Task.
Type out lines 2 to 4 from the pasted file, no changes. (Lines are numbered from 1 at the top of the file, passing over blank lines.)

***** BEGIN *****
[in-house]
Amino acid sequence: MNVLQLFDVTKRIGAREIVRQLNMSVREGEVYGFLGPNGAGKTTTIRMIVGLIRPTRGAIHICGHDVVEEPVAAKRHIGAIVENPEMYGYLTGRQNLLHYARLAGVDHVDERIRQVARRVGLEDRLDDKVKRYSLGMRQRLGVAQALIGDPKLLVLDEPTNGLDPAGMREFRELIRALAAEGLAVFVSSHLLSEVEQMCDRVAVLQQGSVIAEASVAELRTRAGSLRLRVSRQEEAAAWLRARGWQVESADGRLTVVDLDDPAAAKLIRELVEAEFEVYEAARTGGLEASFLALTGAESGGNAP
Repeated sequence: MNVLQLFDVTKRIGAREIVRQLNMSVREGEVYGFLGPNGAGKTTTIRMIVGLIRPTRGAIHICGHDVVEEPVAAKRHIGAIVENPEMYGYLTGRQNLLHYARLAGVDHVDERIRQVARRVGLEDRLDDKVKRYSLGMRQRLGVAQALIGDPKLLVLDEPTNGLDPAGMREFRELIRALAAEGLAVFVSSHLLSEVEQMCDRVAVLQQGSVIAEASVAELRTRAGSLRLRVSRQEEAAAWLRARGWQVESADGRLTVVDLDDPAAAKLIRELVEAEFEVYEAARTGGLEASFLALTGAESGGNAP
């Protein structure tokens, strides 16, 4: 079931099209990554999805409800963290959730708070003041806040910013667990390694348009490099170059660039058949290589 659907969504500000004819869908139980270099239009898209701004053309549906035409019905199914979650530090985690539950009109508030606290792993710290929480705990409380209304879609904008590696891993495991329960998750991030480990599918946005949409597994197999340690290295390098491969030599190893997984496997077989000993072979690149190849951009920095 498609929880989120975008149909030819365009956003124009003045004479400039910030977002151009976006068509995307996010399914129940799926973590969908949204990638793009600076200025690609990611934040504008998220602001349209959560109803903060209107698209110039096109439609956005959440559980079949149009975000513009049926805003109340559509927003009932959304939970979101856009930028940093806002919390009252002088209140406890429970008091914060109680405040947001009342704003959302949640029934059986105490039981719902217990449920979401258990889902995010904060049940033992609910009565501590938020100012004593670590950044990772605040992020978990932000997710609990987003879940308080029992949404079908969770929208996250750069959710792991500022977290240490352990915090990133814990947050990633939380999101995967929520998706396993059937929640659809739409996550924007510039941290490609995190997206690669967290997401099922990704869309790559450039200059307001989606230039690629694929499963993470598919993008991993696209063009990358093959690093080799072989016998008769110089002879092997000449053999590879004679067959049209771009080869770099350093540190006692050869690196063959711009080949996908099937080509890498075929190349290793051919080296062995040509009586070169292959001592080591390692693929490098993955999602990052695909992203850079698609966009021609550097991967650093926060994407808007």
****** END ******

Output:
Amino acid sequence: MNVLQLFDVTKRIGAREIVRQLNMSVREGEVYGFLGPNGAGKTTTIRMIVGLIRPTRGAIHICGHDVVEEPVAAKRHIGAIVENPEMYGYLTGRQNLLHYARLAGVDHVDERIRQVARRVGLEDRLDDKVKRYSLGMRQRLGVAQALIGDPKLLVLDEPTNGLDPAGMREFRELIRALAAEGLAVFVSSHLLSEVEQMCDRVAVLQQGSVIAEASVAELRTRAGSLRLRVSRQEEAAAWLRARGWQVESADGRLTVVDLDDPAAAKLIRELVEAEFEVYEAARTGGLEASFLALTGAESGGNAP
Repeated sequence: MNVLQLFDVTKRIGAREIVRQLNMSVREGEVYGFLGPNGAGKTTTIRMIVGLIRPTRGAIHICGHDVVEEPVAAKRHIGAIVENPEMYGYLTGRQNLLHYARLAGVDHVDERIRQVARRVGLEDRLDDKVKRYSLGMRQRLGVAQALIGDPKLLVLDEPTNGLDPAGMREFRELIRALAAEGLAVFVSSHLLSEVEQMCDRVAVLQQGSVIAEASVAELRTRAGSLRLRVSRQEEAAAWLRARGWQVESADGRLTVVDLDDPAAAKLIRELVEAEFEVYEAARTGGLEASFLALTGAESGGNAP
């Protein structure tokens, strides 16, 4: 079931099209990554999805409800963290959730708070003041806040910013667990390694348009490099170059660039058949290589 659907969504500000004819869908139980270099239009898209701004053309549906035409019905199914979650530090985690539950009109508030606290792993710290929480705990409380209304879609904008590696891993495991329960998750991030480990599918946005949409597994197999340690290295390098491969030599190893997984496997077989000993072979690149190849951009920095 498609929880989120975008149909030819365009956003124009003045004479400039910030977002151009976006068509995307996010399914129940799926973590969908949204990638793009600076200025690609990611934040504008998220602001349209959560109803903060209107698209110039096109439609956005959440559980079949149009975000513009049926805003109340559509927003009932959304939970979101856009930028940093806002919390009252002088209140406890429970008091914060109680405040947001009342704003959302949640029934059986105490039981719902217990449920979401258990889902995010904060049940033992609910009565501590938020100012004593670590950044990772605040992020978990932000997710609990987003879940308080029992949404079908969770929208996250750069959710792991500022977290240490352990915090990133814990947050990633939380999101995967929520998706396993059937929640659809739409996550924007510039941290490609995190997206690669967290997401099922990704869309790559450039200059307001989606230039690629694929499963993470598919993008991993696209063009990358093959690093080799072989016998008769110089002879092997000449053999590879004679067959049209771009080869770099350093540190006692050869690196063959711009080949996908099937080509890498075929190349290793051919080296062995040509009586070169292959001592080591390692693929490098993955999602990052695909992203850079698609966009021609550097991967650093926060994407808007």